Mine upper-surface, starting a few cm under the tip of the leaf.A
corridor first runs upwards, then doubles, widening all the while.
The final part takes half the width of the leaf. The complete corridor
is c. 6 cm long; except for the last centimetres it is completely
filled with frass (Bland, 1996a). Pupation external; the pupa is
attached to the rear of the leaf, without a cocoon.
(1964) describes the mine on Eleocharis as follows: The larva makes
in the finest, almost bristle-like culms, descending from a spikelet,
an almost full depth corridor in which only here and there a few
green stripes remain. Frass very loose, in extremely fine dots of
threads (Bladmineerders van Europa).
Larva: The larvae of moths have a head capsule and chewing mouthparts with opposable mandibles (see video of a gracillarid larva feeding), six thoracic legs and abdominal legs (see examples).
Pupa: The pupae of moths have visible head appendages, wings and legs which lie in sheaths (see examples).
The adult is not illustrated in UKMoths (check for update). The male
and female genitalia, are illustrated (as Biselachista eleochariella)
by the Lepidoptera Dissection Group.
Comment: As the larva of Elachista eleochariella is now known from Carex nigra and Carex panicea, questions arise as to whether it mines any other Carex species and also whether it feeds on any non- Carex species. Although larvae have been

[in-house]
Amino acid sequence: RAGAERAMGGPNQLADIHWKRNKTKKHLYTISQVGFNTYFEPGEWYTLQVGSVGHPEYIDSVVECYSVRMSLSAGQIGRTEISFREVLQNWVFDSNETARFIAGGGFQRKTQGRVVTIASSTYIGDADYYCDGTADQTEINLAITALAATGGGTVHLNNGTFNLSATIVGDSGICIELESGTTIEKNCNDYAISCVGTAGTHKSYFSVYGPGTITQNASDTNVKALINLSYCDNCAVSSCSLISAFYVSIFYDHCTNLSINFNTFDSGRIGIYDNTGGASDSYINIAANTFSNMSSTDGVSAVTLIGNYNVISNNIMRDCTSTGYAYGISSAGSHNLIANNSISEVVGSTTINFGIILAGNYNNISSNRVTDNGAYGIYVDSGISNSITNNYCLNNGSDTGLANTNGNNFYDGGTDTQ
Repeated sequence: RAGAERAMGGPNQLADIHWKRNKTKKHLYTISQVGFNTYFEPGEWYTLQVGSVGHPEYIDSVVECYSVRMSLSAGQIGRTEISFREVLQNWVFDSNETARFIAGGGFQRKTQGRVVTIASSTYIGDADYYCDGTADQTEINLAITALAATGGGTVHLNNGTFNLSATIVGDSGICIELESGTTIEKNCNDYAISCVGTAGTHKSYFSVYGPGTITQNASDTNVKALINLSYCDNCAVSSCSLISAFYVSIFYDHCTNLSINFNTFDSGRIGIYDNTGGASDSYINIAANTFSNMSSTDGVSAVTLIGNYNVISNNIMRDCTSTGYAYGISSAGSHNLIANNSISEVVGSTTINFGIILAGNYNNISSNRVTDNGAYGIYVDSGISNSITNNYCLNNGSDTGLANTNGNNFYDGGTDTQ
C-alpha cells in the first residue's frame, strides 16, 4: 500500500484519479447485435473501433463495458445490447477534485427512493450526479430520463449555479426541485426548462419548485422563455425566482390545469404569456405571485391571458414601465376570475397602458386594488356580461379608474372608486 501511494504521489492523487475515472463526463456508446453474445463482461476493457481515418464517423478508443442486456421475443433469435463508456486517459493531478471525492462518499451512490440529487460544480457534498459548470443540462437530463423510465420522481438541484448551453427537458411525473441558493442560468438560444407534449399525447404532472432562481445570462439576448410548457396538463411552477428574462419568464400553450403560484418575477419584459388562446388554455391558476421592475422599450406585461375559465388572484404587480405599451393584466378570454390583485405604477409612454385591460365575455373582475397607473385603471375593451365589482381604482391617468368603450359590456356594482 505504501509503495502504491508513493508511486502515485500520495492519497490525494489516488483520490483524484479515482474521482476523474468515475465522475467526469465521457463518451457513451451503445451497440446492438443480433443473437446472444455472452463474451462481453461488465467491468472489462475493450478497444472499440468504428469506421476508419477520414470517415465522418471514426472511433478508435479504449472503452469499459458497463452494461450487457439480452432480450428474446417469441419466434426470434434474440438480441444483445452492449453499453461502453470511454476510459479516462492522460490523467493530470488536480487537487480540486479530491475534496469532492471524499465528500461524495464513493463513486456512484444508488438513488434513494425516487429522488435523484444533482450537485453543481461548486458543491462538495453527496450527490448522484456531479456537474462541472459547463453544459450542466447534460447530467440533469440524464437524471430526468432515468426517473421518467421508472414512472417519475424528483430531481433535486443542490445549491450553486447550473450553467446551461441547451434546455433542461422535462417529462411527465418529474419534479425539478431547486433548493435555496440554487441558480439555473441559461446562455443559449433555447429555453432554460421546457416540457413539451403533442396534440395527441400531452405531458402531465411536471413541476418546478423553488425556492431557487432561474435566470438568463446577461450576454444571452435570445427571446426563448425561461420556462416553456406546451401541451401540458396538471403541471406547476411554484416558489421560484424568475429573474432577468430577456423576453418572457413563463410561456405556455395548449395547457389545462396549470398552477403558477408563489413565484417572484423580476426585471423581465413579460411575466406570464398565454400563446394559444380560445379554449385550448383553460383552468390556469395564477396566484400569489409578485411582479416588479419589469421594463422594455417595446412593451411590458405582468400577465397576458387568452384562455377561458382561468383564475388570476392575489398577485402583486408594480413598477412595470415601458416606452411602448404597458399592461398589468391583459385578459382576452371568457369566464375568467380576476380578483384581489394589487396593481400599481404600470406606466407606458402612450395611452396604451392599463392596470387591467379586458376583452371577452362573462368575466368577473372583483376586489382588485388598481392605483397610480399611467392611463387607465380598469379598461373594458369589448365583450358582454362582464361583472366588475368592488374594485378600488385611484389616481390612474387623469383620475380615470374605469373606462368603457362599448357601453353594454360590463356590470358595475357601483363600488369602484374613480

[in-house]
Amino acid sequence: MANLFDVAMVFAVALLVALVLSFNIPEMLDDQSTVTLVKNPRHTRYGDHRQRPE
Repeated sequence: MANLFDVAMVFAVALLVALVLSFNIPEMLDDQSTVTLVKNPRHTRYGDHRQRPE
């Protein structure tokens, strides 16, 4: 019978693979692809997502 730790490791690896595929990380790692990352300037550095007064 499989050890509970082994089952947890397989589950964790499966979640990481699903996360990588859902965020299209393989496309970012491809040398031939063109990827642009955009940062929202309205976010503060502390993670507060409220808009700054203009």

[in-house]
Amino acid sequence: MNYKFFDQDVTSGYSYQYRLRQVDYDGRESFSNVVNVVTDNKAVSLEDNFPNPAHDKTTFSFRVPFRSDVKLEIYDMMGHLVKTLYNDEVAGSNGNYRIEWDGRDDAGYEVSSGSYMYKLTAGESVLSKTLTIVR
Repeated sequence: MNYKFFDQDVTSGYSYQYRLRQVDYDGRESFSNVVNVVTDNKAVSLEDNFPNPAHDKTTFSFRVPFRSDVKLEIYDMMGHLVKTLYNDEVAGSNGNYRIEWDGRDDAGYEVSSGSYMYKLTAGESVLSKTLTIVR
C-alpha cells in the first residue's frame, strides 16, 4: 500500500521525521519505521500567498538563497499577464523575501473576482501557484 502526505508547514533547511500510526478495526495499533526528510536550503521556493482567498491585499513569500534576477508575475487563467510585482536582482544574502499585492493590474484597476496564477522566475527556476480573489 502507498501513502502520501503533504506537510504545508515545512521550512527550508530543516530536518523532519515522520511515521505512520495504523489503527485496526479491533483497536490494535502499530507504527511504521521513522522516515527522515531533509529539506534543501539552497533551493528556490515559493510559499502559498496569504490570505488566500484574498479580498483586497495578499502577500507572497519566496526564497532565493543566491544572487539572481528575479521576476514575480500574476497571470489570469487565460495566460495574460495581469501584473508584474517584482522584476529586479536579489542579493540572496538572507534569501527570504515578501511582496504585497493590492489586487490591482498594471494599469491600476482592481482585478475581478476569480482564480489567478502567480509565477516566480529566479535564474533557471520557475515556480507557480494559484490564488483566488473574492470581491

recorded on Eriophorum angustifolium and Eleocharis palustris, the larvae of Biselachista albidella have been reported from the same foodplants. Because the
adults of the two species are similar macroscopically, further investigation of the biology is needed and in particular whether the larva does occur on these two plants (Heckford and Beavan, 2013, Entomologist’s Gazette 64: 209–215).
Hosts in Great Britain & Ireland:
of year - larvae:
May - June (Bladmineerders van Europa).
of year - adults: Currently unknown.
in Great Britain & Ireland: Britain including Anglesey (VC52),
Caernarvonshire (VC49), Cambridgeshire (VC29), Cheshire (VC58), East Cornwall (VC2), Easterness (VC96),
Shropshire and Stafford (NBN
Gateway, as Biselachista eleochariella).
recorded in the Republic of Ireland (Karsholt and van Nieukerken
in Fauna Europaea). See also Ireland's NBDC interactive map.
NBN Grid Map:
Elachista eleochariella as Bielachista eleochariella
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elsewhere: Widespread in continental Europe including Austria,
Czech Republic, Danish mainland, Estonia, Finland, French mainland,
Germany, Latvia, Lithuania, Norwegian mainland, Romania, Russia
- North, Sweden and The Netherlands (Karsholt and van Nieukerken
in Fauna Europaea).
NBN Interactive Grid Maps of known host species:
British and Irish Parasitoids in Britain and elsewhere: Currently unknown.